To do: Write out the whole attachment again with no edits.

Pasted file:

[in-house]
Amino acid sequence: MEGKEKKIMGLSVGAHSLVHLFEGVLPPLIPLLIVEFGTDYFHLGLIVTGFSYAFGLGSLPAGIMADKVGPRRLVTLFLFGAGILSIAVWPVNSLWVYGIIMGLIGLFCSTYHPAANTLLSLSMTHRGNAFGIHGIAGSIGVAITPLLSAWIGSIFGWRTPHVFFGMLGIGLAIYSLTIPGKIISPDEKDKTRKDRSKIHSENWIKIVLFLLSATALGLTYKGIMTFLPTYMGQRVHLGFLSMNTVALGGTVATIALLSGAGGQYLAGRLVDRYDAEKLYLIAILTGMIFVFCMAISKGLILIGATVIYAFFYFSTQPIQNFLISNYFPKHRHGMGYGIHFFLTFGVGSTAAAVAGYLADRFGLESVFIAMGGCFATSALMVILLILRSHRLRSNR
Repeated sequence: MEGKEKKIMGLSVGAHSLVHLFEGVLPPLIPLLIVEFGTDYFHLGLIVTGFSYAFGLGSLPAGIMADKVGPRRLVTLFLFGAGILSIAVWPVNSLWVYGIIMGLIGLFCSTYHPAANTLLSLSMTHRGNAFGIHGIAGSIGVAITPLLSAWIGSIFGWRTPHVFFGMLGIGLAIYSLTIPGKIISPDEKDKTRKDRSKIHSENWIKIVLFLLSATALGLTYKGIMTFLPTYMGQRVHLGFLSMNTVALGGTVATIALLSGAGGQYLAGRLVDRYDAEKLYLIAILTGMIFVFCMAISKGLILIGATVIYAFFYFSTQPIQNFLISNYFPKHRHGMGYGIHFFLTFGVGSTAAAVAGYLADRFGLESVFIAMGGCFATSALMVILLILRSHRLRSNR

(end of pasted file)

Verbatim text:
[in-house]
Amino acid sequence: MEGKEKKIMGLSVGAHSLVHLFEGVLPPLIPLLIVEFGTDYFHLGLIVTGFSYAFGLGSLPAGIMADKVGPRRLVTLFLFGAGILSIAVWPVNSLWVYGIIMGLIGLFCSTYHPAANTLLSLSMTHRGNAFGIHGIAGSIGVAITPLLSAWIGSIFGWRTPHVFFGMLGIGLAIYSLTIPGKIISPDEKDKTRKDRSKIHSENWIKIVLFLLSATALGLTYKGIMTFLPTYMGQRVHLGFLSMNTVALGGTVATIALLSGAGGQYLAGRLVDRYDAEKLYLIAILTGMIFVFCMAISKGLILIGATVIYAFFYFSTQPIQNFLISNYFPKHRHGMGYGIHFFLTFGVGSTAAAVAGYLADRFGLESVFIAMGGCFATSALMVILLILRSHRLRSNR
Repeated sequence: MEGKEKKIMGLSVGAHSLVHLFEGVLPPLIPLLIVEFGTDYFHLGLIVTGFSYAFGLGSLPAGIMADKVGPRRLVTLFLFGAGILSIAVWPVNSLWVYGIIMGLIGLFCSTYHPAANTLLSLSMTHRGNAFGIHGIAGSIGVAITPLLSAWIGSIFGWRTPHVFFGMLGIGLAIYSLTIPGKIISPDEKDKTRKDRSKIHSENWIKIVLFLLSATALGLTYKGIMTFLPTYMGQRVHLGFLSMNTVALGGTVATIALLSGAGGQYLAGRLVDRYDAEKLYLIAILTGMIFVFCMAISKGLILIGATVIYAFFYFSTQPIQNFLISNYFPKHRHGMGYGIHFFLTFGVGSTAAAVAGYLADRFGLESVFIAMGGCFATSALMVILLILRSHRLRSNR